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Film Session: Johnson lights up the Broncos

'All-22' film breakdown of Houston's 'Swap Boot.' Matt Bowen

Print This September 26, 2012, 10:30 AM EST

Click here for the entire Inside the Playbook series.

Click here for the previous "Film Session" breakdown.

During the Texans’ 31-25 win over the Broncos on Sunday, Matt Schaub used boot action to target Andre Johnson down the field for a 60-yard TD. Today, let’s look at the “All-22” coaches film to breakdown the route, coverage and get into some coaching points.

Texans vs. Broncos
Personnel: Ace (2WR-2TE-1RB)
Formation: Bunch
Route scheme: “Swap” Boot

Playbook

- Before we get into the Xs and Os of the route, check out the field position. 1st and 20 situation (following a penalty) with the ball on or near the 40-yard line. This is prime field position to take a vertical shot.

- WR Splits always tell you a story from a defensive perspective. Look at Johnson to the open (weak) side of the formation. He is in a “reduced” (or “nasty”) split. With the bunch to the closed (strong) side, this is an automatic alert for a boot concept.

- In a “Swap” Boot, the offense will bring a player back under the line of scrimmage to work to the open side flat. With “Ace” personnel on the field, the Texans use closed side run action and roll Schaub weak.

Playbook

-This is multiple breaking route from Johnson. The WR will take a hard inside release, push up the field, stem to the 7 (create separation vs. the CB playing with an outside shade) and then work back to the 8 (post).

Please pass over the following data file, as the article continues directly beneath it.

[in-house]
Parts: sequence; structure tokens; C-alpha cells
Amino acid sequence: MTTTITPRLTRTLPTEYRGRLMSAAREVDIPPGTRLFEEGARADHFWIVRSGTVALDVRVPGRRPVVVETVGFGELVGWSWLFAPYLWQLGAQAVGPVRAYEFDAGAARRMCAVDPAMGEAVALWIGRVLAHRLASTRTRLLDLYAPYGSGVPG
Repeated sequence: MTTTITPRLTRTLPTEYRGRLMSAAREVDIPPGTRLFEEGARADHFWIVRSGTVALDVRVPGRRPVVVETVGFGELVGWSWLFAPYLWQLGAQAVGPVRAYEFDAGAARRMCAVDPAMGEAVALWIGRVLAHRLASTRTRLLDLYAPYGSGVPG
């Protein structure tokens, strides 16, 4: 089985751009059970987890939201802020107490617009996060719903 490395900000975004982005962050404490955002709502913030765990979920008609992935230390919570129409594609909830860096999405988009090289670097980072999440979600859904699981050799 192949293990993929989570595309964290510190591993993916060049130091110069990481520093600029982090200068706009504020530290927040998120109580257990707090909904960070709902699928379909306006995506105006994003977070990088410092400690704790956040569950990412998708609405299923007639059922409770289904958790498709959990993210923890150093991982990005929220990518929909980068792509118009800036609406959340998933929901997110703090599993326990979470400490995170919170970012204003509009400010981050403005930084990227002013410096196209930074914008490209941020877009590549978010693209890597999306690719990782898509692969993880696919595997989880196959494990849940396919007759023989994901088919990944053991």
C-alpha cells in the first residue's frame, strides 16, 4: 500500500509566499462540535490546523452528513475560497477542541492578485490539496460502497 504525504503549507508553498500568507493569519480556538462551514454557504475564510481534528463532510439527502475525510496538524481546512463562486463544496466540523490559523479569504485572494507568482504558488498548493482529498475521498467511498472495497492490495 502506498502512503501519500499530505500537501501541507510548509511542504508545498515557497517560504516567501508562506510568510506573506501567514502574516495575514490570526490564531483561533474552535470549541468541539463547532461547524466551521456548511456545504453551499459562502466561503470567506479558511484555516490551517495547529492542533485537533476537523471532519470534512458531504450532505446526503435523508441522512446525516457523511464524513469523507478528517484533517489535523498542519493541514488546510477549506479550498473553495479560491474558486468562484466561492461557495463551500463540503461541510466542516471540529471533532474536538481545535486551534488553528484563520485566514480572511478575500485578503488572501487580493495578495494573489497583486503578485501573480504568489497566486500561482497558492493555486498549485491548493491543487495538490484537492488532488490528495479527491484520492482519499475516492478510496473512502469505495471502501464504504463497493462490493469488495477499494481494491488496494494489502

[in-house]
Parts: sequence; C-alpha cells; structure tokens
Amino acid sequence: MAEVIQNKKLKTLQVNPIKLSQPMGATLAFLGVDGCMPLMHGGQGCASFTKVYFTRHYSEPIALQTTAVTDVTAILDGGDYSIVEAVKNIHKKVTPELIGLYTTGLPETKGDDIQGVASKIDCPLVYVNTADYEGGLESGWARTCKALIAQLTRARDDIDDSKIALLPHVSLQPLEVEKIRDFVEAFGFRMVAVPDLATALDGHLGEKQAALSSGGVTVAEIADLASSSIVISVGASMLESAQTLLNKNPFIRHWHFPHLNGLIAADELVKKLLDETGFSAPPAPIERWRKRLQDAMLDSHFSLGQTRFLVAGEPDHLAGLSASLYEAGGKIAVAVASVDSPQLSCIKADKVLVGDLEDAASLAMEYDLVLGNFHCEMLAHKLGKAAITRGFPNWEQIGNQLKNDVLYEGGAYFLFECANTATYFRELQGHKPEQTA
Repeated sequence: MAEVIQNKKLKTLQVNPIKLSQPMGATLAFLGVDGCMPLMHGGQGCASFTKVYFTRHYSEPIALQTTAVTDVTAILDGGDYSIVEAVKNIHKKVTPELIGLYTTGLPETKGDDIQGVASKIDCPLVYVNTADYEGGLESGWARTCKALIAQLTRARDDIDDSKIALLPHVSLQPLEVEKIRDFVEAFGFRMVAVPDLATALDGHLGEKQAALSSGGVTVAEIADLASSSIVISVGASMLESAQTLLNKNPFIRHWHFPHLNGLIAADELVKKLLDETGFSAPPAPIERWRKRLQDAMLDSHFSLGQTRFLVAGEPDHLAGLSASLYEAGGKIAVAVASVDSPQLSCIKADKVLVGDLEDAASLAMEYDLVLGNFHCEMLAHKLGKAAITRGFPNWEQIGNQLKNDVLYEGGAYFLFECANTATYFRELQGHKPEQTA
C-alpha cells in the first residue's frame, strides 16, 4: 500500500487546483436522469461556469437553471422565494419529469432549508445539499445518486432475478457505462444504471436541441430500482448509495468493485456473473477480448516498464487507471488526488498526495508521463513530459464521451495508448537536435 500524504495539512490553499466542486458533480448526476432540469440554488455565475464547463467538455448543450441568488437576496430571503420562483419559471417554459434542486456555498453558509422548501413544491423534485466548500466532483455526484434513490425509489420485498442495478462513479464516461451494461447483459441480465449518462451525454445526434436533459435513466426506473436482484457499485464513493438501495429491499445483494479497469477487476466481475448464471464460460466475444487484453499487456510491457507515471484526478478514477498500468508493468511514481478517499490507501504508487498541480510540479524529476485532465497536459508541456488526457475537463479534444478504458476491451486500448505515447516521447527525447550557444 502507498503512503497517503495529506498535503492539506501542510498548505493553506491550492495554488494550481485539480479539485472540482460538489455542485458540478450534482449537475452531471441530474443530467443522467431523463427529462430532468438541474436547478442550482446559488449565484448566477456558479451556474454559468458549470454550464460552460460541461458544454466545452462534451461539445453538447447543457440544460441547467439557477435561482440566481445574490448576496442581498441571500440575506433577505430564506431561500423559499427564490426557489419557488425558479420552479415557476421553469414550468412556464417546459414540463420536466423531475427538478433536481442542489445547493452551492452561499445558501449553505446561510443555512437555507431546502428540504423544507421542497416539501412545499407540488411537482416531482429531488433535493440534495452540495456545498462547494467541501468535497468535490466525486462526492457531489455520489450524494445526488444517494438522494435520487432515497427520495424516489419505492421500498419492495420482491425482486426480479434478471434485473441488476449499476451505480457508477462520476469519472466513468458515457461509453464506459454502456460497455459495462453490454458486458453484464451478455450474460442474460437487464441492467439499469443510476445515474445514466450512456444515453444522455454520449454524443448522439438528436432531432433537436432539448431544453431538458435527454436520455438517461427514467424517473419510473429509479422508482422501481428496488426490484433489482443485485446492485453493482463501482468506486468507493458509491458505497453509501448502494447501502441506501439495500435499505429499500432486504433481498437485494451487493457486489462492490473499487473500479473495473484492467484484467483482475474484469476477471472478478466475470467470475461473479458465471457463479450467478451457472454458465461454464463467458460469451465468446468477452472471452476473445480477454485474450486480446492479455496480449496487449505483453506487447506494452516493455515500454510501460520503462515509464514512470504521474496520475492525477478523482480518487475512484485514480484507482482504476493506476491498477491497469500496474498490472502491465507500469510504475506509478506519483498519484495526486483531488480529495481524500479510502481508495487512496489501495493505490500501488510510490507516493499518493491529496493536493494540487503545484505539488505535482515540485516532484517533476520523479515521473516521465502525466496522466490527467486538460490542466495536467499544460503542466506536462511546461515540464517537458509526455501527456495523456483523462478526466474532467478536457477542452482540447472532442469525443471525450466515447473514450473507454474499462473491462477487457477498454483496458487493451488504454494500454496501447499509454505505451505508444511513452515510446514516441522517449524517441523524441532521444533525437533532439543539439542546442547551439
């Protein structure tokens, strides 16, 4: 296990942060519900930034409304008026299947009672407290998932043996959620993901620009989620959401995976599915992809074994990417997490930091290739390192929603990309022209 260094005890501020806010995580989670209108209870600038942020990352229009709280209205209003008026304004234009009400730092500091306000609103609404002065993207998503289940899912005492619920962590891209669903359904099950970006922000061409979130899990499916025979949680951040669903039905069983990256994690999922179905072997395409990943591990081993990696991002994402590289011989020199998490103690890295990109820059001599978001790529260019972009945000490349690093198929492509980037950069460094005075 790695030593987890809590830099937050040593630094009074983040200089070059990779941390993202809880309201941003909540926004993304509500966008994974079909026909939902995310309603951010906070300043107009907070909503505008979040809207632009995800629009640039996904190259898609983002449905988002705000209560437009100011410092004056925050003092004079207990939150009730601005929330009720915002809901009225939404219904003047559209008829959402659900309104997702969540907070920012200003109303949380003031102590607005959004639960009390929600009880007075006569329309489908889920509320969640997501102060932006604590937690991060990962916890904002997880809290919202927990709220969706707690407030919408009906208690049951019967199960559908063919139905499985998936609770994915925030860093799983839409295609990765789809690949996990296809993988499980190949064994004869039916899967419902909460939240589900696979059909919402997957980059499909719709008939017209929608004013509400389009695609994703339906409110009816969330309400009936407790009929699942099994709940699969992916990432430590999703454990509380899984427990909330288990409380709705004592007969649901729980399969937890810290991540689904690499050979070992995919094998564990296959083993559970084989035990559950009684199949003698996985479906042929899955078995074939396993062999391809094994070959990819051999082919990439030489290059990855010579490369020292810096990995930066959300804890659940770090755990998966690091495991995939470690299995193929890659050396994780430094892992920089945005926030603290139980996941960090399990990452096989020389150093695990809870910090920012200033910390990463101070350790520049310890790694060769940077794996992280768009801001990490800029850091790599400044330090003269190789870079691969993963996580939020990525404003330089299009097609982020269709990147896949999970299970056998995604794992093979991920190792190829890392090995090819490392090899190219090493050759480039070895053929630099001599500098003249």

- The technique (and depth) of the FS is crucial. It’s tough when you are a middle of the field defender to stay away from the “bait” underneath (TE on intermediate crossing route). However, with No.1 (Johnson) working up the field, you have to keep your depth and only drive downhill on the throw from the QB.

Playbook

-The open side CB, Tracy Porter, is beat. Because of the stem from Johnson, we now see Porter stuck low and to the outside in a “trail position” vs. a deep inside breaking route (Post). 

- Focus on the FS, Mike Adams. If he maintains his depth and uses a “open angle” technique (open hips to the receiver), he can turn and run to match Johnson down the field. However, when Adams breaks downhill to the TE on the underneath crossing route, Porter is hung out to dry.

Playbook

- This is an easy read for Schaub off the boot action. With Adams now removed from the deep middle of the field and Johnson stacking on top of Porter, the Texans’ QB can target the WR on the post. Another example of why the discipline of the FS is key to seeing success in any single high safety defense.

Follow me on Twitter: @MattBowen41

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